UNCF Member Institution
Transformation Partner since 2016
Motto: “Where History Meets the Future”
Tougaloo was established in 1869. It sits on 500 acres of land on West County Line Road on the northern edge of Jackson, Mississippi. The land was purchased by the American Missionary Association of New York from John Boddie, owner of the Boddie Plantation, to establish a school for the training of young people “irrespective of religious tenets and conducted on the most liberal principles for the benefit of our citizens in general.” Six years after Tougaloo’s founding, the Home Missionary Society of the Disciples of Christ obtained a charter from the Mississippi State Legislature to establish Southern Christian Institute in Edwards, Mississippi. The two institutions merged in 1952.
With the institution’s focus on 21st-century readiness, the Tougaloo-NACE partnership has continued to flourish, realizing expanded opportunities for student and faculty engagement. The career services office and institutional faculty continue collaborating to develop workshops centered on career readiness and curriculum planning. The Career Services office expanded its human resources capacity by hiring an internship coordinator and has planned a set of engagements related to student career success, including the Tougaloo College Young Professionals Expose’ and the QEP Career Readiness Event. All undergraduate students must complete an experiential learning opportunity, a senior thesis or capstone project and 60 hours of community service to be eligible for graduation.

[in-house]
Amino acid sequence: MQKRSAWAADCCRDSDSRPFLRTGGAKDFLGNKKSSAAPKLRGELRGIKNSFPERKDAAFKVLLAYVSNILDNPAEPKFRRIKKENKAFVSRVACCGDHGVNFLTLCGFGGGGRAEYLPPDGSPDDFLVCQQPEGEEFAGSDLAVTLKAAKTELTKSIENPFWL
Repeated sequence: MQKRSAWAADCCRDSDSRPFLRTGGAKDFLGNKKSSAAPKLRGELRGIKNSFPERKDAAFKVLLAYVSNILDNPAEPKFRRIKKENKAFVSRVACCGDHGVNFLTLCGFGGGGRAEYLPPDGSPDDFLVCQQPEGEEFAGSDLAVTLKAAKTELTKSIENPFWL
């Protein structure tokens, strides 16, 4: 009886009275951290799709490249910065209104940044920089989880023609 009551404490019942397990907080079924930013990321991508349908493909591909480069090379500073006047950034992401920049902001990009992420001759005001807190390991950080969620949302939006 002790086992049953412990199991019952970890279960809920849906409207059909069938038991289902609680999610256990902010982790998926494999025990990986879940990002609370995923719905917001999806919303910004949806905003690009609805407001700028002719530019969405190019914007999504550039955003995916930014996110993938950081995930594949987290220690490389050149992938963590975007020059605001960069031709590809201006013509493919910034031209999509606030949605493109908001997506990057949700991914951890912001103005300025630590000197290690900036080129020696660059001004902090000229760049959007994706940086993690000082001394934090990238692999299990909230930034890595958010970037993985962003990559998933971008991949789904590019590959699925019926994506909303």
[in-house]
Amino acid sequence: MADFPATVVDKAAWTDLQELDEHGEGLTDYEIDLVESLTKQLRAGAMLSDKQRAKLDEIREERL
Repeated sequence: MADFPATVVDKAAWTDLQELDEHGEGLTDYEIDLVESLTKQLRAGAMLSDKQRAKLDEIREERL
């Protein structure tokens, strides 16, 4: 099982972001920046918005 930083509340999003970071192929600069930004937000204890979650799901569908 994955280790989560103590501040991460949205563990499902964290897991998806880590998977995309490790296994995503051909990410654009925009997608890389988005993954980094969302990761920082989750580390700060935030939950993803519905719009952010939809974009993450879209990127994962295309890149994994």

Through its transformation work, the institution has also expanded its certificate program, Disaster Preparedness, in collaboration with the Social Sciences division so that students receive course credit. Through intentionality towards career mapping and Focus2 assessments, students can effectively consider multiple approaches to a rewarding career. The institution’s focus on curriculum mapping, student development and experiential learning provide the student with a holistic view of the college experience. Transformation work is already yielding results. The institution’s returning student retention rate went from 72% to 89% in one year after developing a retention office and implementing strategic steps toward enhanced engagement and services for Tougaloo’s scholars.
Facilitated through the Institute for Capacity Building, the institution is now a UNCF cohort member in the HBCU Transformation Project, a first-of-its-kind effort to improve student enrollment, graduate success and institutional effectiveness rates at Historically Black Colleges and Universities.